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What does it mean to have an undefined reference to a static member?

I don't know why I got error "undefined reference to `TT::i'" if I implement the function outside of class declaration? Here is the code..

class TT{
private:
    static int i;
public:
    void t();
};

void TT::t(){
    i=0;
}
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marked as duplicate by Mankarse, Ben Voigt, Alok Save, casperOne Mar 23 '12 at 13:15

This question has been asked before and already has an answer. If those answers do not fully address your question, please ask a new question.

3 Answers 3

up vote 11 down vote accepted

It's nothing to do with where you defined the function, it's that you didn't define the static member variable, you only declared it. You need to put its definition outside the class, e.g.

int TT::i;
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1  
+1 Deleted my response because I realized that you nailed it. –  Lou Mar 23 '12 at 4:11
    
it works, thanks –  user956159 Mar 23 '12 at 4:14

"undefined reference to `TT::i'" is because you havent defined the static data member outside class. All static data members have to be defined outside class before using them.

class TT
{
private:
    static int i;
public:
    void t();
};

void TT::t()
{
    i=0;
}
int TT::i=0; // define it outside the class. and if possible initialize 
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Static variables are saved in a different part of memory than any instance of a class. This is because they are not a PART of an instance of any class.

The code below compiles because the function t is never called.

class TT
{
private:
    static int i;
public:
    void t()
    {
        i=0;


    }
};

int main(int argc, char *argv[])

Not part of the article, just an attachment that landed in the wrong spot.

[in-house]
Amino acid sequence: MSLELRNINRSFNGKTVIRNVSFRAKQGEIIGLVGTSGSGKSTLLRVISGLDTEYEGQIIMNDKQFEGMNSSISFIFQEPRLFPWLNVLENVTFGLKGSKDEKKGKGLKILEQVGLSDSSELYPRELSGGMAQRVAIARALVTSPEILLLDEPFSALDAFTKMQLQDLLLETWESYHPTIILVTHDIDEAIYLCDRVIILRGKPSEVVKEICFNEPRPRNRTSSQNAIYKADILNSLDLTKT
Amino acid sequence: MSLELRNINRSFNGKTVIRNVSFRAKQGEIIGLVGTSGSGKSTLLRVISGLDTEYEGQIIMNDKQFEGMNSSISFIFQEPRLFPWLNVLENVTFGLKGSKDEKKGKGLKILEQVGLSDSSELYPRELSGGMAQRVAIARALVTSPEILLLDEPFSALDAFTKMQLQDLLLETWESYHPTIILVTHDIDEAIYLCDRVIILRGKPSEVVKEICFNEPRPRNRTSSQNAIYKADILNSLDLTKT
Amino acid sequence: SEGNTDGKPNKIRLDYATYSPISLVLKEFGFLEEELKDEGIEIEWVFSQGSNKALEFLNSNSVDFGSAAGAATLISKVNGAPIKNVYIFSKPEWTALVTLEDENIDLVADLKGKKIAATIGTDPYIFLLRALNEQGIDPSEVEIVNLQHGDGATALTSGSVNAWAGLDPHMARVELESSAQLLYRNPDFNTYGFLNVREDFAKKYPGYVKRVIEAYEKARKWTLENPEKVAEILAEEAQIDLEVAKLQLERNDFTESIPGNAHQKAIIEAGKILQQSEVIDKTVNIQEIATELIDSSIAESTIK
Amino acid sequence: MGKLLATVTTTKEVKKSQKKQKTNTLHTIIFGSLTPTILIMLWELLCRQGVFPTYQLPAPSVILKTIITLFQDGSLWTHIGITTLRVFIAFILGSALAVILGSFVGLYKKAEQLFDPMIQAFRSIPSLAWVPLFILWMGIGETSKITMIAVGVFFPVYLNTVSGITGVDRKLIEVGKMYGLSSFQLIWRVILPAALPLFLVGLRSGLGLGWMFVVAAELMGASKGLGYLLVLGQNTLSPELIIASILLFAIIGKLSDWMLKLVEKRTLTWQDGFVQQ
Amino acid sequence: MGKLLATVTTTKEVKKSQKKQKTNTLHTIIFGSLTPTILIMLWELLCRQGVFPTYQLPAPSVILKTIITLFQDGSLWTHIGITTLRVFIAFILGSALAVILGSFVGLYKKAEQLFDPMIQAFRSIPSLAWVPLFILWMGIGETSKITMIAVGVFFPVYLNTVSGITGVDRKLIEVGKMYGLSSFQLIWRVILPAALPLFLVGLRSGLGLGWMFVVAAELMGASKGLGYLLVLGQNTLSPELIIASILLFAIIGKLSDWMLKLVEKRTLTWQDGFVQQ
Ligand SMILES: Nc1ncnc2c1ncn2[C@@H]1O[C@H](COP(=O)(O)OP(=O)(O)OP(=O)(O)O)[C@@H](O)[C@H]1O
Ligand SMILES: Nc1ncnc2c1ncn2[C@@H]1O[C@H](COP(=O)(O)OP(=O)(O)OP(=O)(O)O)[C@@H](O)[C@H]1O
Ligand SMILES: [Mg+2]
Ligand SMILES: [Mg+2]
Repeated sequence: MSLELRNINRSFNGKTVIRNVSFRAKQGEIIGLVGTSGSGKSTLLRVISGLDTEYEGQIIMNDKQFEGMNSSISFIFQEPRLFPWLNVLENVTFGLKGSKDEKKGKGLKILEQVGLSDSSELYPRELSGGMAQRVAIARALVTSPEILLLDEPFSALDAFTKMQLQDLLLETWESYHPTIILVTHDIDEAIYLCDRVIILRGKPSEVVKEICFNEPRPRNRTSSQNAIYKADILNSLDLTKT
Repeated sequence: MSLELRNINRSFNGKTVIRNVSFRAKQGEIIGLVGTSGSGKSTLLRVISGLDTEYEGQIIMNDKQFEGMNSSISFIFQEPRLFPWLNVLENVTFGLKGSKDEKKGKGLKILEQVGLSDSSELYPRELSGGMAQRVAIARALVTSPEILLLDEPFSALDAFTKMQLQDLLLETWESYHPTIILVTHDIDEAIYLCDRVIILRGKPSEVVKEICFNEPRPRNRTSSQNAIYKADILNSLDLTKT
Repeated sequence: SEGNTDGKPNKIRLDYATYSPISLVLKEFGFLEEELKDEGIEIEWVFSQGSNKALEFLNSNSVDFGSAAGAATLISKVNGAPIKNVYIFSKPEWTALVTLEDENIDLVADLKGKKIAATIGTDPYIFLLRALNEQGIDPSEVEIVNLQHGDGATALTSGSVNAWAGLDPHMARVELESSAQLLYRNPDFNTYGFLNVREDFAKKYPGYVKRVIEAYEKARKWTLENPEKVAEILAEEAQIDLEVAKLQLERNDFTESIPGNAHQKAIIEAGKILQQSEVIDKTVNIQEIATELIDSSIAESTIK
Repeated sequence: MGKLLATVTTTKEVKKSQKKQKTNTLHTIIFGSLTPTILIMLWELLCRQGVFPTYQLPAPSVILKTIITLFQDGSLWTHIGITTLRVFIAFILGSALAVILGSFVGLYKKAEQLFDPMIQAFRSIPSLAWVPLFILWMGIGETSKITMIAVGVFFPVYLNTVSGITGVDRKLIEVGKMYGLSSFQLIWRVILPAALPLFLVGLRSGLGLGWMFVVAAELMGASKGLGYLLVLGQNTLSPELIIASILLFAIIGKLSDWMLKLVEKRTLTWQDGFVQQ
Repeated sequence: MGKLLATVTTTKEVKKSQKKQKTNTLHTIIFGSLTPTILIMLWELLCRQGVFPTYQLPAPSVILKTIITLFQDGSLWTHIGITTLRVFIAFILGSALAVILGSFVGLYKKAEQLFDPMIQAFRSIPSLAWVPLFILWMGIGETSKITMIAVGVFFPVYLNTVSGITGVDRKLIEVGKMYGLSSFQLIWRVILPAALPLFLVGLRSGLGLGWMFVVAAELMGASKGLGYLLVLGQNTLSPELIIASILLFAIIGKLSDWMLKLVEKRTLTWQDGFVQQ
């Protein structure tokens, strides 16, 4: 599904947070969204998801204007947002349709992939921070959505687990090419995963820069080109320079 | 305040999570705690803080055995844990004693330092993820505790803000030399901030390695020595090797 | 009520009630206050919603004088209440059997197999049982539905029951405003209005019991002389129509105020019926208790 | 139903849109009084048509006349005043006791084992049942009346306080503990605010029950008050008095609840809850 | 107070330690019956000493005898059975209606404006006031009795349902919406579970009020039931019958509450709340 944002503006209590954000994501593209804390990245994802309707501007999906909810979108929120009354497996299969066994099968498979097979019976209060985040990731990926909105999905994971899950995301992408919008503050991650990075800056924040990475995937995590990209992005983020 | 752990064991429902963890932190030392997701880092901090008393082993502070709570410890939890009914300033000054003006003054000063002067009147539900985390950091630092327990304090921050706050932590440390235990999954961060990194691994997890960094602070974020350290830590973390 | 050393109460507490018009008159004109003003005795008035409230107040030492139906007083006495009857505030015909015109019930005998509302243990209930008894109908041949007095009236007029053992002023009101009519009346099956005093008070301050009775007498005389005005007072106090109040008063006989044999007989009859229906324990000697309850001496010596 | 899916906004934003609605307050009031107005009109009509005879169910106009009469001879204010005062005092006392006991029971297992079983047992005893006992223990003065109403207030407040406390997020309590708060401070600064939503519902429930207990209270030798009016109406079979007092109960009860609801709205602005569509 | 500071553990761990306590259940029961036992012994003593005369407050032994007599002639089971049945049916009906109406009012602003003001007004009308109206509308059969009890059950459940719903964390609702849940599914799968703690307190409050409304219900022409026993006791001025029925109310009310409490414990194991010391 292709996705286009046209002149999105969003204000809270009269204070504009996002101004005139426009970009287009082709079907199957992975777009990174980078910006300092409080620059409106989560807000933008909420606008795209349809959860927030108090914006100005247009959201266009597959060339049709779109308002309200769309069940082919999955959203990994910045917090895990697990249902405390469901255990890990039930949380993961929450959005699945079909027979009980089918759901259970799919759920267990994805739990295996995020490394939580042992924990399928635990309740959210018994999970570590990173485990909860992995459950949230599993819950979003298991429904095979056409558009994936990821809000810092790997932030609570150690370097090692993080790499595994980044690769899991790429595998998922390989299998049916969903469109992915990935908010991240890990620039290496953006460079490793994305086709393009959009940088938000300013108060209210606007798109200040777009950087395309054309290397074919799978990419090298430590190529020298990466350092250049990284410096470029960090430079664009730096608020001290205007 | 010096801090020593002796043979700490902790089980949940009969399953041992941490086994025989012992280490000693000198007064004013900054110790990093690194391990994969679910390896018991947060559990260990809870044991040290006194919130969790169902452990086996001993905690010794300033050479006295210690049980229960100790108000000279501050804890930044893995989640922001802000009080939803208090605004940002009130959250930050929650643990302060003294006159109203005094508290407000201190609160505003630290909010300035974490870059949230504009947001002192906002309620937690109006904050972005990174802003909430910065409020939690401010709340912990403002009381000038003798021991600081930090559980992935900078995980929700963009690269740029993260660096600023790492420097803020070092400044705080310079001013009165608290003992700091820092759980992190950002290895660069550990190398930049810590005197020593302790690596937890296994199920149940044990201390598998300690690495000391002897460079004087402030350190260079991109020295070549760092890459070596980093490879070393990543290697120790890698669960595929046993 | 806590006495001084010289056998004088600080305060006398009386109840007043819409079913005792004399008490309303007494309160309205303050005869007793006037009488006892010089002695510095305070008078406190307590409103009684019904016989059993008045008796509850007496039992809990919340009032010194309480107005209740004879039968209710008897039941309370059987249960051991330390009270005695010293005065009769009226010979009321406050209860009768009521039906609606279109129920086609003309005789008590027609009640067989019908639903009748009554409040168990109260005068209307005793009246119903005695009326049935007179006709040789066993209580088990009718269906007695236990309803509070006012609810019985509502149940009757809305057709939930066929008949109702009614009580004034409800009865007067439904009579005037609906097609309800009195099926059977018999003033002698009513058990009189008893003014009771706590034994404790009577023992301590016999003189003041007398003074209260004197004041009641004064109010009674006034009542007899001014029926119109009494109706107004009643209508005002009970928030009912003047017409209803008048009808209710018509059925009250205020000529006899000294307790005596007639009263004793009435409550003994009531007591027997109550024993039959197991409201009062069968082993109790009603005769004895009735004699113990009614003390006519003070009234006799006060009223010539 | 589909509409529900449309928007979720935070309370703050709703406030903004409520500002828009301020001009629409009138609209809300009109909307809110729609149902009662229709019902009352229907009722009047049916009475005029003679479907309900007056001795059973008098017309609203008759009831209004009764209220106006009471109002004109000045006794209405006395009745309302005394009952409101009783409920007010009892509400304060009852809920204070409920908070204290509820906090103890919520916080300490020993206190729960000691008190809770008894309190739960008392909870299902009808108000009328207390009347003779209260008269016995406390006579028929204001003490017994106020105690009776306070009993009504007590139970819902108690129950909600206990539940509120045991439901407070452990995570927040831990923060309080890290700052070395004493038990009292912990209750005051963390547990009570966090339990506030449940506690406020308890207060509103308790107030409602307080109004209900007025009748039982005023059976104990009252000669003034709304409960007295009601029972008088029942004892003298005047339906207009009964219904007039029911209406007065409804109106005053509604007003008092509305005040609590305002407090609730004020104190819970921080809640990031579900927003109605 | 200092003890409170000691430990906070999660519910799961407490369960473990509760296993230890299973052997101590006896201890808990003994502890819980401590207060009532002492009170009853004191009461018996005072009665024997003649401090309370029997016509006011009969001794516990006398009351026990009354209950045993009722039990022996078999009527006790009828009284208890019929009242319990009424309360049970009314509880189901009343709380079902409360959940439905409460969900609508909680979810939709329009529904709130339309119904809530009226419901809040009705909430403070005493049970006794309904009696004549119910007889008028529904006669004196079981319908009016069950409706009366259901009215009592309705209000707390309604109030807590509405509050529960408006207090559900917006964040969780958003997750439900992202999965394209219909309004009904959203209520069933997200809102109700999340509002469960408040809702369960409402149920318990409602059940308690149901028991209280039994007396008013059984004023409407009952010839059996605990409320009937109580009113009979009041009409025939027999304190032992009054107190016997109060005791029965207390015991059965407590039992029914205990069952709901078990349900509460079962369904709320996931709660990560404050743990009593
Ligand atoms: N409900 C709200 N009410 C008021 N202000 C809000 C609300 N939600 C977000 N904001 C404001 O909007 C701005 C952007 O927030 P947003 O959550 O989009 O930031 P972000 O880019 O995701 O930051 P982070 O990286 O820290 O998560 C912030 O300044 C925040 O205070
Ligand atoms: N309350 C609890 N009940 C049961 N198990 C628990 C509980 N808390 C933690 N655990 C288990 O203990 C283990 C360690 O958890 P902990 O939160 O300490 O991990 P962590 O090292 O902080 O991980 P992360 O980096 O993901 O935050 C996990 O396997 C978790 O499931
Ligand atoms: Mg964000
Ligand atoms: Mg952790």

{
    qWarning() << "hi";
    TT * t = new TT();
    //t->t();
    return 0;
}

However, this code doesn't complie, because t is called

class TT
{
private:
    static int i;
public:
    void t()
    {
        i=0;
    }
};

int main(int argc, char *argv[])
{
    qWarning() << "hi";
    TT * t = new TT();
    t->t();
    return 0;
}

You are allowed to have undefined references you don't use in C++ (and C for that matter). For some reason, I am unsure of, the compiler seems to think this code is referencing i, when the stuff above that complies was not referencing it until called (any ideas as to why)?

class TT
{
private:
    static int i;
public:
    void t();
};

//int TT::i = 0;

void TT::t(){
    i=0;
}

Functional example, with the static defined:

class TT
{
private:
    static int i;
public:
    void t();
};

int TT::i = 0;

void TT::t(){
    i=0;
}
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1  
The 'undefined reference' error he was getting is a linker error not a compiler one. –  Stuart Golodetz Mar 23 '12 at 4:27
    
Absolutely correct. I have the bad habit of calling anything that appears in my "Compile Output" console a compiler error. –  David D Mar 23 '12 at 4:35

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